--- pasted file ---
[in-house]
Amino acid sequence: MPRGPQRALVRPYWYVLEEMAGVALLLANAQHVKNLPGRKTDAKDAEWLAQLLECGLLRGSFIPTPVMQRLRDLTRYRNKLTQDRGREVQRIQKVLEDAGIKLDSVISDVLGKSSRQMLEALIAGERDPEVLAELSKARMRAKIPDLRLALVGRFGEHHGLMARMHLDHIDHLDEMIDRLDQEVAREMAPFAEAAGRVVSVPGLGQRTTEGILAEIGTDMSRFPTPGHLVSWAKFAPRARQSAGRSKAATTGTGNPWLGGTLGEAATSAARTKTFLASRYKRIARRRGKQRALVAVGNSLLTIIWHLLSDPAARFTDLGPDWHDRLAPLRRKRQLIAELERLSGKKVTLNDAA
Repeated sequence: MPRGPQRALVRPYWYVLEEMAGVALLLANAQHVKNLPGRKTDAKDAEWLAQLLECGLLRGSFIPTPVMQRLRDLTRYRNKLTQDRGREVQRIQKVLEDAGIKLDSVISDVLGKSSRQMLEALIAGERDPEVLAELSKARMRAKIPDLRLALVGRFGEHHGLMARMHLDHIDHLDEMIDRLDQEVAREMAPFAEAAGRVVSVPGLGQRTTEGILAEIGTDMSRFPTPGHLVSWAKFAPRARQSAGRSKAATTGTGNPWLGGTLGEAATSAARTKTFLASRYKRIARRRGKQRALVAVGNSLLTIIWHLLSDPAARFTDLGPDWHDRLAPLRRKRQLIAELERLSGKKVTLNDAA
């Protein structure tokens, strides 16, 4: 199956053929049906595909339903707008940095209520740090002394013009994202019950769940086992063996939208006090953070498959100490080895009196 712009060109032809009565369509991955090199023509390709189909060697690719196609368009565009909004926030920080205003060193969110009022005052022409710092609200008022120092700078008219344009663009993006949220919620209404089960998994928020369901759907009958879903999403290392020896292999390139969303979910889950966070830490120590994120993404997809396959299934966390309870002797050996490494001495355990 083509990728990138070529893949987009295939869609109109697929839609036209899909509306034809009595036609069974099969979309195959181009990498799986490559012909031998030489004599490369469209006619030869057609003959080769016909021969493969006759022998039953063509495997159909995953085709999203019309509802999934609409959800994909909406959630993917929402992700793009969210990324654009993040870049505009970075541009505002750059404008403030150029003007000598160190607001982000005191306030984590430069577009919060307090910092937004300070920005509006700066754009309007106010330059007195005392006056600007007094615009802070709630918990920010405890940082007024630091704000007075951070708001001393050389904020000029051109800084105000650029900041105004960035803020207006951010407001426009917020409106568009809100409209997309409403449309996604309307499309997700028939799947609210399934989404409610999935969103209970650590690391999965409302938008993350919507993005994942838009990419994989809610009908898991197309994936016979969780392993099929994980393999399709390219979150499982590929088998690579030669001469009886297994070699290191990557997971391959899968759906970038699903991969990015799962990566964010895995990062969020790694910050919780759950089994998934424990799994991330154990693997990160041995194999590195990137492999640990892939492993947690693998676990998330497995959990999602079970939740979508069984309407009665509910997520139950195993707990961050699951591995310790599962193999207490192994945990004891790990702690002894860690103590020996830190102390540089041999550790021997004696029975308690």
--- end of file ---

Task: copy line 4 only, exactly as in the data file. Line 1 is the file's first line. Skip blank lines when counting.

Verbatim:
């Protein structure tokens, strides 16, 4: 199956053929049906595909339903707008940095209520740090002394013009994202019950769940086992063996939208006090953070498959100490080895009196 712009060109032809009565369509991955090199023509390709189909060697690719196609368009565009909004926030920080205003060193969110009022005052022409710092609200008022120092700078008219344009663009993006949220919620209404089960998994928020369901759907009958879903999403290392020896292999390139969303979910889950966070830490120590994120993404997809396959299934966390309870002797050996490494001495355990 083509990728990138070529893949987009295939869609109109697929839609036209899909509306034809009595036609069974099969979309195959181009990498799986490559012909031998030489004599490369469209006619030869057609003959080769016909021969493969006759022998039953063509495997159909995953085709999203019309509802999934609409959800994909909406959630993917929402992700793009969210990324654009993040870049505009970075541009505002750059404008403030150029003007000598160190607001982000005191306030984590430069577009919060307090910092937004300070920005509006700066754009309007106010330059007195005392006056600007007094615009802070709630918990920010405890940082007024630091704000007075951070708001001393050389904020000029051109800084105000650029900041105004960035803020207006951010407001426009917020409106568009809100409209997309409403449309996604309307499309997700028939799947609210399934989404409610999935969103209970650590690391999965409302938008993350919507993005994942838009990419994989809610009908898991197309994936016979969780392993099929994980393999399709390219979150499982590929088998690579030669001469009886297994070699290191990557997971391959899968759906970038699903991969990015799962990566964010895995990062969020790694910050919780759950089994998934424990799994991330154990693997990160041995194999590195990137492999640990892939492993947690693998676990998330497995959990999602079970939740979508069984309407009665509910997520139950195993707990961050699951591995310790599962193999207490192994945990004891790990702690002894860690103590020996830190102390540089041999550790021997004696029975308690």